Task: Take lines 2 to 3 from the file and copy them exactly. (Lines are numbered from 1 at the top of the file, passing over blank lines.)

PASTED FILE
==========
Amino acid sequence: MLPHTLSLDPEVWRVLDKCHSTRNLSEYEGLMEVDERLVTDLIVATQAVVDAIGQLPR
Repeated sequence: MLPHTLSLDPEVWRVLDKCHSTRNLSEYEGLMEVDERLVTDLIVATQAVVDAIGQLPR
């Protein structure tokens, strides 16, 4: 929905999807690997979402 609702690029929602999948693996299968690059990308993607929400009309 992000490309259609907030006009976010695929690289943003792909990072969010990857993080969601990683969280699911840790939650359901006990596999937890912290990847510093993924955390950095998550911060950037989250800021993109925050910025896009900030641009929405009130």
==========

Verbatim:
Repeated sequence: MLPHTLSLDPEVWRVLDKCHSTRNLSEYEGLMEVDERLVTDLIVATQAVVDAIGQLPR
């Protein structure tokens, strides 16, 4: 929905999807690997979402 609702690029929602999948693996299968690059990308993607929400009309 992000490309259609907030006009976010695929690289943003792909990072969010990857993080969601990683969280699911840790939650359901006990596999937890912290990847510093993924955390950095998550911060950037989250800021993109925050910025896009900030641009929405009130």